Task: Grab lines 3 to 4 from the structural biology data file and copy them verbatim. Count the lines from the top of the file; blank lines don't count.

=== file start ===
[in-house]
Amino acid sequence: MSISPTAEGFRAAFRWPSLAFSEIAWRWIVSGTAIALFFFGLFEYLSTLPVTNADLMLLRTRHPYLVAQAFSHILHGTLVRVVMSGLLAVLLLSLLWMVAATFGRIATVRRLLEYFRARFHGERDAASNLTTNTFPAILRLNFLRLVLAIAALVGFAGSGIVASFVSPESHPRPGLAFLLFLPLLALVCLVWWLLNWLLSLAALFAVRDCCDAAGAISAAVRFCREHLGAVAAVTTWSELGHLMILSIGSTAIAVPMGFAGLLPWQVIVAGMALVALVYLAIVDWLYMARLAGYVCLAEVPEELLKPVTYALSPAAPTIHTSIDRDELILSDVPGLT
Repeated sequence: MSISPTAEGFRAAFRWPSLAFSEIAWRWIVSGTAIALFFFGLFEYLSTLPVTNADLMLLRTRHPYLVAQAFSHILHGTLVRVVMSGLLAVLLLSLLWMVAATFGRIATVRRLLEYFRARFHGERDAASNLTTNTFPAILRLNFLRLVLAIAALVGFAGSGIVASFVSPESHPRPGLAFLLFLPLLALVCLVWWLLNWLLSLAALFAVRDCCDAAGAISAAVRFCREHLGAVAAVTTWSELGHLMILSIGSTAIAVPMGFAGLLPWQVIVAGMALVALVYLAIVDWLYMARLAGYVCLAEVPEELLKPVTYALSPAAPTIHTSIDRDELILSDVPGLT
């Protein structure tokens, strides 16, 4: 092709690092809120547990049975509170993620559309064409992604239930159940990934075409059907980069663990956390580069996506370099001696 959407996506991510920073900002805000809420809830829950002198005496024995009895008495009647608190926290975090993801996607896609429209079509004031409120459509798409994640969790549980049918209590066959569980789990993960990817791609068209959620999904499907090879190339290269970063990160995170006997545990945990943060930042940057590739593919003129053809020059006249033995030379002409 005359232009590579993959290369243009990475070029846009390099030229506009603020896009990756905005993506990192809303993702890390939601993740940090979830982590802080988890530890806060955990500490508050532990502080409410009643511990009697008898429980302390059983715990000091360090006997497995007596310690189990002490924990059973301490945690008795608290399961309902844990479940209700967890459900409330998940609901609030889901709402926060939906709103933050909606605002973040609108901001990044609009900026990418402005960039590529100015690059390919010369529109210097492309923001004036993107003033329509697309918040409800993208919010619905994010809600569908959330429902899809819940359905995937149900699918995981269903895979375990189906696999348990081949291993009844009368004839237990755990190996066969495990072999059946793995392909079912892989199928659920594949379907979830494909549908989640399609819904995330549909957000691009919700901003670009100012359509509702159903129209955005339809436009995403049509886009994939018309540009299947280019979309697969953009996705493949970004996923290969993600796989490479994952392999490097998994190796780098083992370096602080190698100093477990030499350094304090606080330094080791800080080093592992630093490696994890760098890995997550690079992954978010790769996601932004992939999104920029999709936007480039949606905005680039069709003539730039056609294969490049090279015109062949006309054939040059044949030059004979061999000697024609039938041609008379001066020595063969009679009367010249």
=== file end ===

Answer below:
Repeated sequence: MSISPTAEGFRAAFRWPSLAFSEIAWRWIVSGTAIALFFFGLFEYLSTLPVTNADLMLLRTRHPYLVAQAFSHILHGTLVRVVMSGLLAVLLLSLLWMVAATFGRIATVRRLLEYFRARFHGERDAASNLTTNTFPAILRLNFLRLVLAIAALVGFAGSGIVASFVSPESHPRPGLAFLLFLPLLALVCLVWWLLNWLLSLAALFAVRDCCDAAGAISAAVRFCREHLGAVAAVTTWSELGHLMILSIGSTAIAVPMGFAGLLPWQVIVAGMALVALVYLAIVDWLYMARLAGYVCLAEVPEELLKPVTYALSPAAPTIHTSIDRDELILSDVPGLT
């Protein structure tokens, strides 16, 4: 092709690092809120547990049975509170993620559309064409992604239930159940990934075409059907980069663990956390580069996506370099001696 959407996506991510920073900002805000809420809830829950002198005496024995009895008495009647608190926290975090993801996607896609429209079509004031409120459509798409994640969790549980049918209590066959569980789990993960990817791609068209959620999904499907090879190339290269970063990160995170006997545990945990943060930042940057590739593919003129053809020059006249033995030379002409 005359232009590579993959290369243009990475070029846009390099030229506009603020896009990756905005993506990192809303993702890390939601993740940090979830982590802080988890530890806060955990500490508050532990502080409410009643511990009697008898429980302390059983715990000091360090006997497995007596310690189990002490924990059973301490945690008795608290399961309902844990479940209700967890459900409330998940609901609030889901709402926060939906709103933050909606605002973040609108901001990044609009900026990418402005960039590529100015690059390919010369529109210097492309923001004036993107003033329509697309918040409800993208919010619905994010809600569908959330429902899809819940359905995937149900699918995981269903895979375990189906696999348990081949291993009844009368004839237990755990190996066969495990072999059946793995392909079912892989199928659920594949379907979830494909549908989640399609819904995330549909957000691009919700901003670009100012359509509702159903129209955005339809436009995403049509886009994939018309540009299947280019979309697969953009996705493949970004996923290969993600796989490479994952392999490097998994190796780098083992370096602080190698100093477990030499350094304090606080330094080791800080080093592992630093490696994890760098890995997550690079992954978010790769996601932004992939999104920029999709936007480039949606905005680039069709003539730039056609294969490049090279015109062949006309054939040059044949030059004979061999000697024609039938041609008379001066020595063969009679009367010249």